Wednesday, March 20, 2013

Chromebook feedback?


A couple of quick questions for my readers.  I'm thinking of getting a Chromebook computer as a portable writing tool, one that's cheaper and less costly to lose or damage than a full-blown laptop or notebook computer.  I have in mind either the Samsung or Acer low-cost offerings (about $250 and $200 respectively - I can't afford the high-end stuff).

Does anyone have any experience with either of these Chromebooks?  In particular:

  1. How have you found the experience of using online software as opposed to programs that are loaded on your computer?  In the absence of internet connectivity, is the Chromebook just so much dead weight, or can you still do productive work on it (e.g. edit word processing files, etc.)?
  2. Has the keyboard been acceptable for extended sessions of touch-typing?  I'm thinking of the sort of typing I do for a chapter of a book, or a long article here on the blog.  Some keyboards are very difficult to use in that they're poorly laid out or not very responsive, while others are more suited to the task.  How do the Chromebooks compare, given their small footprint?

I'd be grateful if you'd please share your experiences with us in Comments.  Many thanks.

Peter

10 comments:

Rich said...

I don't know if you've heard of Kim Komando. She hosts a weekly radio show on computers that I value highly. I highly recommend perusing her site.

She was asked about Chromebooks this last weekend, and didn't think highly of them. The hardware was nice, but the requirement that you have the internet up and working in order to get anything at all done didn't seem like a good idea. The software was VERY limited.

She also didn't think they were good value for what you got.

sbaker33 said...

As part of my current job I have one coming in this week for evaluation. I will let you know what I find out.

Brad J (Kazrak) said...

[Full disclosure: I work for Google. This comment is my personal opinion, not that of my employer.]

I have a Samsung Chromebook which I use offline quite a bit. If you want to test what it's like in offline mode, set up offline mode in Google Drive on a laptop or desktop, then disconnect it from the Internet. It's just like that.

The only thing to keep in mind is that, before you go offline, you want to make sure your documents are fully synced up to the latest cloud versions. This is really no different from making sure your laptop has the latest version of whatever document you're working on. What I generally do when I know I'm going to be offline is open up Drive and then put each doc I'm working on in a separate tab.

I understand it can also do offline email (via Gmail), but I haven't tried that out.

As for the keyboard - I have no complaints with it. The trackpad isn't as good as a Mac's, but the only issue with the keyboard is that I'm not used to ctrl and alt being quite so large anymore. I'm writing fiction on it, up to a couple thousand words at a time, to give you calibration on what I write. I'd guess I've done 20-30k words on it overall.

Solomon said...

laptops have come down in price so much that a 200 dollar chrome book just doesn't make sense unless you just want to be on the cloud.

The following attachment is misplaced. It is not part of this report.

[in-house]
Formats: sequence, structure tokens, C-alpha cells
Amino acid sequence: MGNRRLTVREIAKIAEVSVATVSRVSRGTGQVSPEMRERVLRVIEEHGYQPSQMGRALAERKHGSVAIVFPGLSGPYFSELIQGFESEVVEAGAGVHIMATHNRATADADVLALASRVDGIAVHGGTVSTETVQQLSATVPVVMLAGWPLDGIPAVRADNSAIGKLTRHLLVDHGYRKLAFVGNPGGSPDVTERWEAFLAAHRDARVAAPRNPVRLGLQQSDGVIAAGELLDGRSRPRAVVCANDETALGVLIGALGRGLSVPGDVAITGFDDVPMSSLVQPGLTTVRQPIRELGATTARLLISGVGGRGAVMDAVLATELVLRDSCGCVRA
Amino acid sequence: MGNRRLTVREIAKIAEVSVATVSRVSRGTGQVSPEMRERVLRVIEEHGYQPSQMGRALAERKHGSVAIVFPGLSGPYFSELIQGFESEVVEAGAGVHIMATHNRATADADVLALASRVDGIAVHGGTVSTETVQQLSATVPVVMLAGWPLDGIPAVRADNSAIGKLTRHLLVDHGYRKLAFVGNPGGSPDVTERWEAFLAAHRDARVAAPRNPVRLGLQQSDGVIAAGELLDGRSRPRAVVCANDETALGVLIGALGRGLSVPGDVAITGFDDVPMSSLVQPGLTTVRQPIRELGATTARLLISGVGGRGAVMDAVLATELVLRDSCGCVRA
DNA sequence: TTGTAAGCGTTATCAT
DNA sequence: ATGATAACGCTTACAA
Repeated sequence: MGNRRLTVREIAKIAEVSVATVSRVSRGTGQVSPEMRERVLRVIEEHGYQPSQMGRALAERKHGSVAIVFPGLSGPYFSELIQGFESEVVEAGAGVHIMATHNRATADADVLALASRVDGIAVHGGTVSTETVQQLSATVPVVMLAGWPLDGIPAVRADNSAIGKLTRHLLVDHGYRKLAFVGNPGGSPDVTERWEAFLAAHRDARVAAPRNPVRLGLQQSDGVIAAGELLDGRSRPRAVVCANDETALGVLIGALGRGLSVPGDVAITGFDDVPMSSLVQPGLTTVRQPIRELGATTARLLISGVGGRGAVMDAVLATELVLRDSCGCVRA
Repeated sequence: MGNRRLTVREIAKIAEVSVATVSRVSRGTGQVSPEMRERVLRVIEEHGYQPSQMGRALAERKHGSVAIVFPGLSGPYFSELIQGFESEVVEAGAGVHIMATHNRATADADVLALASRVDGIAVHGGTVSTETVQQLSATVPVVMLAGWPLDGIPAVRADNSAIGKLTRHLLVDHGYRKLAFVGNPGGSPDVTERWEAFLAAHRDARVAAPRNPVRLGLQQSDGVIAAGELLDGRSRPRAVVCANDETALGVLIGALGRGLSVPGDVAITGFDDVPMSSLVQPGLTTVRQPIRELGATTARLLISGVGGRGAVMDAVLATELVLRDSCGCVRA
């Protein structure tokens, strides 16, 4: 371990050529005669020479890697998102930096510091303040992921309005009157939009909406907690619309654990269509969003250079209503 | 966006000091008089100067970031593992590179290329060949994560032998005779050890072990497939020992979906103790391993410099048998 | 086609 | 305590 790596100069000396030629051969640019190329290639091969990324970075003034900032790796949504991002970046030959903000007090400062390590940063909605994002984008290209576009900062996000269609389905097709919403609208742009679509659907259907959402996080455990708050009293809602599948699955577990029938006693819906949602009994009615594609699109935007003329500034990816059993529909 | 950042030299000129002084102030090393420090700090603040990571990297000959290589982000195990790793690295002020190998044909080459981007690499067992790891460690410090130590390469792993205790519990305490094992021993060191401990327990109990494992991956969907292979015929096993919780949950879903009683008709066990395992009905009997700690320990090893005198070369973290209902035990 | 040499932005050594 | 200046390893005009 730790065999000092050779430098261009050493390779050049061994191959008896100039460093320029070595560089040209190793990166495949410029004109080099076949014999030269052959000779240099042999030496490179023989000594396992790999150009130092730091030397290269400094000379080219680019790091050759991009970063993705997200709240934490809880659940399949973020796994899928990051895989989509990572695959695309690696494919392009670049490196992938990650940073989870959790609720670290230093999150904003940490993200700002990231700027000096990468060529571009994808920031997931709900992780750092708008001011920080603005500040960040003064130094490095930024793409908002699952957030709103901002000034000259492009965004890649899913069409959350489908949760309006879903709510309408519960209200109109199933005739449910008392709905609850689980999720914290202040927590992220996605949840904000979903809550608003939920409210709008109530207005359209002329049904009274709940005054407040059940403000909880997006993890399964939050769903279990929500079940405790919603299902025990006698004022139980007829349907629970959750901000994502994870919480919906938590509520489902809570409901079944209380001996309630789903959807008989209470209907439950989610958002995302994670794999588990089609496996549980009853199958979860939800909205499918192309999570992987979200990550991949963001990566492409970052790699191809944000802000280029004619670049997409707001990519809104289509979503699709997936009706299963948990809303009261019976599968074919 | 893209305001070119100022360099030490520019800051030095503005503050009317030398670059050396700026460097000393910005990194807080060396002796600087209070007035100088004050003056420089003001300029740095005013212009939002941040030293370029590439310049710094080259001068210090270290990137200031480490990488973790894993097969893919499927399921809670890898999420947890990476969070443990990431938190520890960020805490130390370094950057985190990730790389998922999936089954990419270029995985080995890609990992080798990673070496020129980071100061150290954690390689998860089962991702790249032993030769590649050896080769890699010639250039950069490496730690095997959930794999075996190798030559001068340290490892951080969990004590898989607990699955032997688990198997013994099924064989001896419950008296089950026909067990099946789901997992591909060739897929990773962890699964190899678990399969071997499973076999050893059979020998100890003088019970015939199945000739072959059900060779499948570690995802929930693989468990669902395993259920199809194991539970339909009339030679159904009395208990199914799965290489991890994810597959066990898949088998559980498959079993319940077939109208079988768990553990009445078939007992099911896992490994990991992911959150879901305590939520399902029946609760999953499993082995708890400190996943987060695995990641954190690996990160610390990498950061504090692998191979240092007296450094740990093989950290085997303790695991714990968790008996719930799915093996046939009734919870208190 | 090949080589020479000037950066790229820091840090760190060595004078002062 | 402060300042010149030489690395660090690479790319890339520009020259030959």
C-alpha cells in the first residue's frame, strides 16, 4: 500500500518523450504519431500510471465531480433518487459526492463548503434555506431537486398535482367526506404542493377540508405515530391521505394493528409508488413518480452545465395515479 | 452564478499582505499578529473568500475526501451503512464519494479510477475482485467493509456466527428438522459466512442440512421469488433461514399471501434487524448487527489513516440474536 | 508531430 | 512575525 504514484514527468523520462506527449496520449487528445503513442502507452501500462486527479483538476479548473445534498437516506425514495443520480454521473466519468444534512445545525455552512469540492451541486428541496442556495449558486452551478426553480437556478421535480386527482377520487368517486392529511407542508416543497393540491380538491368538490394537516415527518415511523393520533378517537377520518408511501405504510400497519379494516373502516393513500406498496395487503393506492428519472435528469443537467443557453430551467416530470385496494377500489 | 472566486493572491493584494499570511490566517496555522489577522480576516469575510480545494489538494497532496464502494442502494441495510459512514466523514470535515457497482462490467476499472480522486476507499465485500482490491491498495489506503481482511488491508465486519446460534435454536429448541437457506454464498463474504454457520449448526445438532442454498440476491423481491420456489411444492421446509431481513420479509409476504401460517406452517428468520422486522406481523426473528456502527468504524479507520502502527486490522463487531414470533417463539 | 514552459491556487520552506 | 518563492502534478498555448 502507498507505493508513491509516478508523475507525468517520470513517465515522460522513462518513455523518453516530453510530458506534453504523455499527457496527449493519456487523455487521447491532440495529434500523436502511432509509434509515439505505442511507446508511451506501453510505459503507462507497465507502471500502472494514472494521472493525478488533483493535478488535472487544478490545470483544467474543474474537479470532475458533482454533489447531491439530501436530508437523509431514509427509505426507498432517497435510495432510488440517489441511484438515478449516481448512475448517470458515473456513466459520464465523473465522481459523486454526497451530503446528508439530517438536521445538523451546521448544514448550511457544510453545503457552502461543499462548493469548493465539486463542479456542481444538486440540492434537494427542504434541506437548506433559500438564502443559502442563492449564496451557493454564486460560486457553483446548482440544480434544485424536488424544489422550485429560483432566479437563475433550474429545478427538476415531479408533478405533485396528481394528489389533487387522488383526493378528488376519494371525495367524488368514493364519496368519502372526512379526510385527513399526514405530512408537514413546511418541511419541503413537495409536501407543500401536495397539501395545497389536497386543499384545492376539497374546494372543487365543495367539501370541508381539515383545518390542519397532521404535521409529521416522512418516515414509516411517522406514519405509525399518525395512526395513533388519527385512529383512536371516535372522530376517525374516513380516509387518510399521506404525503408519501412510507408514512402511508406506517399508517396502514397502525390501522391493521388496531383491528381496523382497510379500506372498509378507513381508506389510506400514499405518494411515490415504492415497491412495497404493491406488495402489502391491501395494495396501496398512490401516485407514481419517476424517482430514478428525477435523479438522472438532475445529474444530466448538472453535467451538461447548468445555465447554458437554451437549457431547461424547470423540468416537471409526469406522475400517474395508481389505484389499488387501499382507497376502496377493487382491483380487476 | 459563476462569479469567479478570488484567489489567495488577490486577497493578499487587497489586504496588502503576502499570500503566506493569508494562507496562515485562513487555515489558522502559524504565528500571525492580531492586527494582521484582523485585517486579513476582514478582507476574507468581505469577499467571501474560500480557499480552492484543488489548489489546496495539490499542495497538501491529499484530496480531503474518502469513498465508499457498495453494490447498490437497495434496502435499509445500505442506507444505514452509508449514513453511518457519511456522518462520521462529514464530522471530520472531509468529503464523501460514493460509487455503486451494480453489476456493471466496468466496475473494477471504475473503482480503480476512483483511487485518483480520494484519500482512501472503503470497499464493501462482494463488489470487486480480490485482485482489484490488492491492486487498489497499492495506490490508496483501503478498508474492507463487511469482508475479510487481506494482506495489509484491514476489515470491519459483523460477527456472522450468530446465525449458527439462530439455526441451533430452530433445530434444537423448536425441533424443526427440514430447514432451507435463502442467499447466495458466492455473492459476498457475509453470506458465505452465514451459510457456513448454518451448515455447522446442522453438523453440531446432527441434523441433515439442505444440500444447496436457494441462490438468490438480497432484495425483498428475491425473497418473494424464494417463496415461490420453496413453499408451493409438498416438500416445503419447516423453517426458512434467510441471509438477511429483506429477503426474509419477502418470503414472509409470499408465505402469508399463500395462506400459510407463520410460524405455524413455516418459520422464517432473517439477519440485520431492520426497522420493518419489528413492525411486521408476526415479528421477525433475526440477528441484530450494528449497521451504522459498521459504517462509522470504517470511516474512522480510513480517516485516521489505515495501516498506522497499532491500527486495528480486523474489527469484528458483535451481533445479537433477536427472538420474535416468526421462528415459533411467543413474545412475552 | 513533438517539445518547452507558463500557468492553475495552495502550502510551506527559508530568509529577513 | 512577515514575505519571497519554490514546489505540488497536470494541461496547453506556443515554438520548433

i have an acer 15in with 250memory and 4g for 250dollars.

Chris Carmichael said...

For me, it's not "there" yet. Chromebook is a good start; but I find a quality tablet better. No matter what OS you take: Android or Apple iOS, the support is better. Cloud support on both are as good as the Chromebook. I like the smaller form factor; but I also like the ability to hook up a bluetooth keyboard and use it as a computer. There are some things you cannot do in both platforms. My investment in the iOS is from iPhone, to iMac to the iPad. My recommendation is give it time to season. I am not saying the Chrome is bad; it's that there are products already on the market that can do the same job on a proven platform.

Anonymous said...

Given your disdain for the erosion of our of privacy online, I would think a laptop which requires you to use google software to store your documents in a google format on googles servers (for their current or future perusal I'm sure), would be a non starter.

Farm.Dad said...

I cannot speak to the chromebook but based on this piece of crap laptop i have i wouldn't gift an acer anything to even an enemy .

Why not pick up a galaxy tab or nexus android tablet and a keyboard ? Looks like more bang for about the same money to me anyway .

Anonymous said...

I can't speak directly to the chromebook, but a few years ago a picked up acer's netbook the aspire one. From what I can make of it, the netbook and chromebook are pretty close except for operating system. As for the mechanics of the keyboard there is a definite learning curve to typing on the smaller layout but once I got used to it I actually came to prefer the smaller board.

The Great and Powerful Oz said...

I have an Asus 10" netbook that I paid around $300 for almost 3 years ago. Since then I've seen it on sale for $200. I would recommend buying a netbook and putting Linux on it. I know a guy who bought a Dell Mini 9, put Linux on it and now carries it with him everywhere he goes. He paid less that $100 for it used and is unconcerned about losing it.

Promise me some good home-cooked meals and I might just be willing to drive over and help set it up, you're probably less than 10 hours away.

BryanP said...

One of your fellow bloggers, Marko Kloos, just posted about how much he likes his Samsung Chromebook.

http://www.munchkinwrangler.com/2013/03/19/crombook-laughs-at-your-four-winds/